Prison is hard.

It’s hard for the inmate, and it’s hard for the family of that inmate. You may have heard otherwise about prison, but, unless you have experienced it personally or lived the life that comes with loving someone on the inside, you have absolutely no idea…


Yesterday, in that prison visitation room, grace tapped on my shoulder.

As a woman was readying to leave the visitation room at the end of her visit, she approached my chair from behind and tapped me on the shoulder. She was with a man and two boys who appeared to be middle schoolers. Visitors are allowed to speak with other visitors; inmates are allowed to speak with other inmates. Visitors, however, are not supposed to speak with inmates, other than the one they are visiting, and inmates are not supposed to speak with visitors, other than those visiting them.

She tapped me on my shoulder and “whispered” loud enough for the others at my table to hear:

“He was my [doctor] for many years.
He helped me so much.
He changed my son’s life.
My son was plagued with ear infections
until we brought him there, and with all
he taught us and showed us, my son, who is now 11,
only ever had one ear infection after that.
He was such a good [doctor].”

The man I was visiting used to be a doctor. He’ll always be one, but he just doesn’t hold any licenses to practice anymore. The likelihood of him ever being able to practice again is very slim. It was his passion, and it was a part of his purpose for a long season of his life.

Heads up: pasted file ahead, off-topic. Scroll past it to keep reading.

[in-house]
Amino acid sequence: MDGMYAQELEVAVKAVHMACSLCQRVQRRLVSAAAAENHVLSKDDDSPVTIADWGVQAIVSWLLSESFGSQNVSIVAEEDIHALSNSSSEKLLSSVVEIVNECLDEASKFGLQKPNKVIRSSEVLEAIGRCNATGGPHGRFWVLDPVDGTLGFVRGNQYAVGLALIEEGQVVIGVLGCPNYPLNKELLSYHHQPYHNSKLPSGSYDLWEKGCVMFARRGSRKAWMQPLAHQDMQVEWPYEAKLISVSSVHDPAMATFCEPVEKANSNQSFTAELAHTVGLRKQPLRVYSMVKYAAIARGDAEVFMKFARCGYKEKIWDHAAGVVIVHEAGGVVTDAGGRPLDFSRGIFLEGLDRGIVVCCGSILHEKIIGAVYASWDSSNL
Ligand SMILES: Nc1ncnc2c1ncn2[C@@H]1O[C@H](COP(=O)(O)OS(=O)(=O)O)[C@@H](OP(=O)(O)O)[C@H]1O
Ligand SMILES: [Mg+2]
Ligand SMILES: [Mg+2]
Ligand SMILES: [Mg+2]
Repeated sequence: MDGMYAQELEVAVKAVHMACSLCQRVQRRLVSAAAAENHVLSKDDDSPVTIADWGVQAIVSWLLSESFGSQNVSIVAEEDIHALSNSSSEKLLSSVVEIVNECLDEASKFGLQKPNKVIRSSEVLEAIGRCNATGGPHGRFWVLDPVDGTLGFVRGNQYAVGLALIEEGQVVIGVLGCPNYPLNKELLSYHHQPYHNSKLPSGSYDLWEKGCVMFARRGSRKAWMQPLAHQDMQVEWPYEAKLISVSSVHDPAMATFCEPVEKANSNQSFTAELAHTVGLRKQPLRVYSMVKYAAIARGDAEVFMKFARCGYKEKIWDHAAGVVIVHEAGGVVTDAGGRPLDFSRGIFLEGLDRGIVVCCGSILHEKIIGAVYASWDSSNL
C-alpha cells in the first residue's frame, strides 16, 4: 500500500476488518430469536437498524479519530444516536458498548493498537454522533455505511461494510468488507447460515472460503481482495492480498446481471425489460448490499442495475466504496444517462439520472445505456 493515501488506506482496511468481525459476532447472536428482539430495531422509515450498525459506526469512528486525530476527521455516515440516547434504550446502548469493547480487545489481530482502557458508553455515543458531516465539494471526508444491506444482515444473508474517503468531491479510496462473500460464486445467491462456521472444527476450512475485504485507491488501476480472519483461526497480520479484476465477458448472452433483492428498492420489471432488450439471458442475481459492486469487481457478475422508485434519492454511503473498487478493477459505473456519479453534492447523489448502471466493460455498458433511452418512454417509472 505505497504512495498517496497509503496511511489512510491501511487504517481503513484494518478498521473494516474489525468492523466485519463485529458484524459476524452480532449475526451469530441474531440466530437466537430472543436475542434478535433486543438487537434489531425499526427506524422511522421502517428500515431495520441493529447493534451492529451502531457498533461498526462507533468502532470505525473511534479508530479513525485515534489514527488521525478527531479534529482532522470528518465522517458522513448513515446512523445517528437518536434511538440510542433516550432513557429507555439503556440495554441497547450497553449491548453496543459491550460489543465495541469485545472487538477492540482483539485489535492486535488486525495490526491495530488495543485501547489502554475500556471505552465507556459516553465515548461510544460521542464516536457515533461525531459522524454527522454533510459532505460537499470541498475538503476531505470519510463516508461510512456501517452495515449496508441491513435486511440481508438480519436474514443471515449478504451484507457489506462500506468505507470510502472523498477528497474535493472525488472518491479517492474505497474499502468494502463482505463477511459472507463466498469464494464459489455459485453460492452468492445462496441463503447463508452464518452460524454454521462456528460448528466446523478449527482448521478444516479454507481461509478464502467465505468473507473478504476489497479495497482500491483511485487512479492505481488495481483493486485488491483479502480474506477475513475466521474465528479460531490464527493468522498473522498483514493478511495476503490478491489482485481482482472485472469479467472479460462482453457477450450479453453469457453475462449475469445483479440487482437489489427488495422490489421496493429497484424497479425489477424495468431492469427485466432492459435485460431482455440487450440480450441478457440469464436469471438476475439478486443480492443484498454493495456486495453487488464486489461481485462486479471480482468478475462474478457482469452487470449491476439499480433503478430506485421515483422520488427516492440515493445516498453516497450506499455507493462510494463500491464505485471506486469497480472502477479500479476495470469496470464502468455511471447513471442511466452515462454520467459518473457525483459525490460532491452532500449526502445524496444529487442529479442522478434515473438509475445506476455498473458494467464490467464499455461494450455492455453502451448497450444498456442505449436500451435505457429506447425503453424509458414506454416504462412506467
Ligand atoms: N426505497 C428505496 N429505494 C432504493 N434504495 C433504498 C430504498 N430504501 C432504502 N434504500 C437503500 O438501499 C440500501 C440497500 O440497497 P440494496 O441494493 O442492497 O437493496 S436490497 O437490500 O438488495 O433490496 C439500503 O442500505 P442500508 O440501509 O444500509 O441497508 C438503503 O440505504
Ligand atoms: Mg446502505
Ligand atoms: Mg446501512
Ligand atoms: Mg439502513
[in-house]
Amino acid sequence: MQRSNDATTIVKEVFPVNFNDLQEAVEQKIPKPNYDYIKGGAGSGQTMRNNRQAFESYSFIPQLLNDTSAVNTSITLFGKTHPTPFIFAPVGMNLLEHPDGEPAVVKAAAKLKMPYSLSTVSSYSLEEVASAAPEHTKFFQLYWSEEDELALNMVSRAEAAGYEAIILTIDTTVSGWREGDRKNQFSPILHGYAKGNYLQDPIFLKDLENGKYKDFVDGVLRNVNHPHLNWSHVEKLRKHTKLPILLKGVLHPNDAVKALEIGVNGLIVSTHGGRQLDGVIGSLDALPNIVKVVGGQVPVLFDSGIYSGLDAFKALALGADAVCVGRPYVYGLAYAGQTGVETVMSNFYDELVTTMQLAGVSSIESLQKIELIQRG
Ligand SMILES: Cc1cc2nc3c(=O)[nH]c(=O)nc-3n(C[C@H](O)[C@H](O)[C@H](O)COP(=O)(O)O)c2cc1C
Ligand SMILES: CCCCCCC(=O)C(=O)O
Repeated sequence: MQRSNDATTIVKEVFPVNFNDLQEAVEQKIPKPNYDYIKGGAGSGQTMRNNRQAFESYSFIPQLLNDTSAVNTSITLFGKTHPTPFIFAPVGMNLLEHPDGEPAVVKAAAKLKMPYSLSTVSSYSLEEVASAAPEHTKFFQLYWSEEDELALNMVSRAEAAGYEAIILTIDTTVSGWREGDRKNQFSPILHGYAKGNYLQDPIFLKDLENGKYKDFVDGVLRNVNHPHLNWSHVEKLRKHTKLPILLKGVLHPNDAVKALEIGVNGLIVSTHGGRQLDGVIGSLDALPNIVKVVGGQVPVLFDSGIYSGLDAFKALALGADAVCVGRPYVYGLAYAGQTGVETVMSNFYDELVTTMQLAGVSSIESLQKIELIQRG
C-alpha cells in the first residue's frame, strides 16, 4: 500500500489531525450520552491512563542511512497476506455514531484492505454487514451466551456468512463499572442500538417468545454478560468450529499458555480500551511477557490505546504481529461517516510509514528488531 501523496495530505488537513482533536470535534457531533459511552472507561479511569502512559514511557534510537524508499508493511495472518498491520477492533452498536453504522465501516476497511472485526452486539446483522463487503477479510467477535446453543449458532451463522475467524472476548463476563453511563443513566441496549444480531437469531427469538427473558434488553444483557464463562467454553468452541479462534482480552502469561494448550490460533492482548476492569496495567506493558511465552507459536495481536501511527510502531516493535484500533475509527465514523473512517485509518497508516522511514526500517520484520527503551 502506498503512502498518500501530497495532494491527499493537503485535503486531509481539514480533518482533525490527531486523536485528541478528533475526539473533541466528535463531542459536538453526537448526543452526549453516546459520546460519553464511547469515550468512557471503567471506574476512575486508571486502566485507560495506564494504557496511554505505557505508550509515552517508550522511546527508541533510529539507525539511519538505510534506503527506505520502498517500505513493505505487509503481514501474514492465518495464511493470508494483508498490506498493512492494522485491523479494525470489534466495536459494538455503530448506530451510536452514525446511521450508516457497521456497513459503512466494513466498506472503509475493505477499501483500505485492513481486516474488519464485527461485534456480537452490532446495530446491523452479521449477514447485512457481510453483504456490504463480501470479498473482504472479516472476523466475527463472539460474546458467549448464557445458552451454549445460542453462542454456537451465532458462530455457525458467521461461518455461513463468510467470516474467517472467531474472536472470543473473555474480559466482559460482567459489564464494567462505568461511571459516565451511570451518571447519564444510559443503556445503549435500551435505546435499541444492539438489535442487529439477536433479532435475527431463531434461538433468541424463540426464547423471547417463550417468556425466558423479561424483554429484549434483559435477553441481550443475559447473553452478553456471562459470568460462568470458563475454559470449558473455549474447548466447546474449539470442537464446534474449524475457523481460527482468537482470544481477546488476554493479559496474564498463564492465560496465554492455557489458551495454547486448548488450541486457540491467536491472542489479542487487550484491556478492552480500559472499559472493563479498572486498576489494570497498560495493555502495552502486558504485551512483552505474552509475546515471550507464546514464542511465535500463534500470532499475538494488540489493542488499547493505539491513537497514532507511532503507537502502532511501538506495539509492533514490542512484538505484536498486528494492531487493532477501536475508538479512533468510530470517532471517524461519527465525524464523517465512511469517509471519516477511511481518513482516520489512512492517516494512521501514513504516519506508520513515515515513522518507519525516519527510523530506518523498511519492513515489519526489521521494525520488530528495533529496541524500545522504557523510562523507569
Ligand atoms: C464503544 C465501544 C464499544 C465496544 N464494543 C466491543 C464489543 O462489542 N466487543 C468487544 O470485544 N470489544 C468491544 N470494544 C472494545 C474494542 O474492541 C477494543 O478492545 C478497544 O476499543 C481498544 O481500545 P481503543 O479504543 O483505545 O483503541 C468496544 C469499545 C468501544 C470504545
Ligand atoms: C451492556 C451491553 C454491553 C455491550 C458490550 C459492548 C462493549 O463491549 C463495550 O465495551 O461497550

With the comments from this woman, his face grew white, and his entire mood changed. I saw regrets, sorrow, embarrassment and devastation in his eyes.

I took a deep breath, and so did he. I asked him if he remembered her. He was flustered and didn’t want to answer. He couldn’t remember her name, but he eventually did say that he did remember her.

I asked him if he was ok.
He said he was, but his demeanor didn’t affirm this.

“You know,” I said, “that was so kind of her to stop and say what she said. She could have just ignored us from across the room and never said a thing as she was leaving. She took a moment to come over to let you know how you have impacted her life. What a gracious thing for her to do.”

He nodded in agreement, as tears started to fill the corners of his eyes.

Grace. 

Unmerited favor;
Finding favor toward another;
Offering that which is often undeserved;
Love in action.

When I arrived home a few hours after my visit, the phone rang. The caller ID let me know that an inmate call was coming through the line.

He called to tell me he had just gotten back from church, and that instead of napping on his cot in the 90-degree, un-airconditioned cell block during the afternoon between our visit and church, he spent some time in prayer and reflection about this woman’s words to me following her tap on my shoulder.

He apologized to me, saying he “sucked thumb” and sulked for a while after we left, but he had come to the conclusion that he appreciated his former patient’s willingness to share the impact he had made in her life during his own past life and career. In his reflection time, he was able to remember the thousands of people he had helped over nearly 20 years of doctoring, and he was grateful for the people he had met along the way. He had decided that her words were going to serve as a positive reminder of his former season of life, rather than be a stinging reminder of what he didn’t have anymore.

And then he said it: